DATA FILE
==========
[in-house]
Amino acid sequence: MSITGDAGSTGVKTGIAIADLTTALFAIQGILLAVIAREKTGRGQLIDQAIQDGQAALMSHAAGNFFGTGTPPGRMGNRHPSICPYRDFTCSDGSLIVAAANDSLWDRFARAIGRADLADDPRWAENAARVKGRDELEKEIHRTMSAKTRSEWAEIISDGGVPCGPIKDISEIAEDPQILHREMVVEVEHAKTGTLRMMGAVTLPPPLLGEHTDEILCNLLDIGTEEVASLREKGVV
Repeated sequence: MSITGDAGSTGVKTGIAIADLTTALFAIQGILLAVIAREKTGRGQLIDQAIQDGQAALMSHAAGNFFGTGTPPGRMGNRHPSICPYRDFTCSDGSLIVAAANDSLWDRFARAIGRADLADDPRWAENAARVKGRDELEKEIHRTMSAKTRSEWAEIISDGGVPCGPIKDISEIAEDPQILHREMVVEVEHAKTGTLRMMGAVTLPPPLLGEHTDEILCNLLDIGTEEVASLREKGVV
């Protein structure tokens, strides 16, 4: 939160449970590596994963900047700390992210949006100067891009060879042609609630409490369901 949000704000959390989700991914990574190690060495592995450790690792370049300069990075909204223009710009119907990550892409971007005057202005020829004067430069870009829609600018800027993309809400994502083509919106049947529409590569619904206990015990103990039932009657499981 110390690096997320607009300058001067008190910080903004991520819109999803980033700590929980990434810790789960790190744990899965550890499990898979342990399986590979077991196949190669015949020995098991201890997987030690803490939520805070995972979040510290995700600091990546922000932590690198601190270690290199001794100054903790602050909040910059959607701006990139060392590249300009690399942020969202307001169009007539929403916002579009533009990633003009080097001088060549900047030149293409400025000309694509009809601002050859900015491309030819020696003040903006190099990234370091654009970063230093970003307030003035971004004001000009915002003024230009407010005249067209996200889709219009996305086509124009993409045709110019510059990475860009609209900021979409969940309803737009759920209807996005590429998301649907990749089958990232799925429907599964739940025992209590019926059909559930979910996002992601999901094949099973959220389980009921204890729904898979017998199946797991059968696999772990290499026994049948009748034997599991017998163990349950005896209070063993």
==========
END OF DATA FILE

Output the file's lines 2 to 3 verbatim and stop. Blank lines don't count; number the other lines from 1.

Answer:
Amino acid sequence: MSITGDAGSTGVKTGIAIADLTTALFAIQGILLAVIAREKTGRGQLIDQAIQDGQAALMSHAAGNFFGTGTPPGRMGNRHPSICPYRDFTCSDGSLIVAAANDSLWDRFARAIGRADLADDPRWAENAARVKGRDELEKEIHRTMSAKTRSEWAEIISDGGVPCGPIKDISEIAEDPQILHREMVVEVEHAKTGTLRMMGAVTLPPPLLGEHTDEILCNLLDIGTEEVASLREKGVV
Repeated sequence: MSITGDAGSTGVKTGIAIADLTTALFAIQGILLAVIAREKTGRGQLIDQAIQDGQAALMSHAAGNFFGTGTPPGRMGNRHPSICPYRDFTCSDGSLIVAAANDSLWDRFARAIGRADLADDPRWAENAARVKGRDELEKEIHRTMSAKTRSEWAEIISDGGVPCGPIKDISEIAEDPQILHREMVVEVEHAKTGTLRMMGAVTLPPPLLGEHTDEILCNLLDIGTEEVASLREKGVV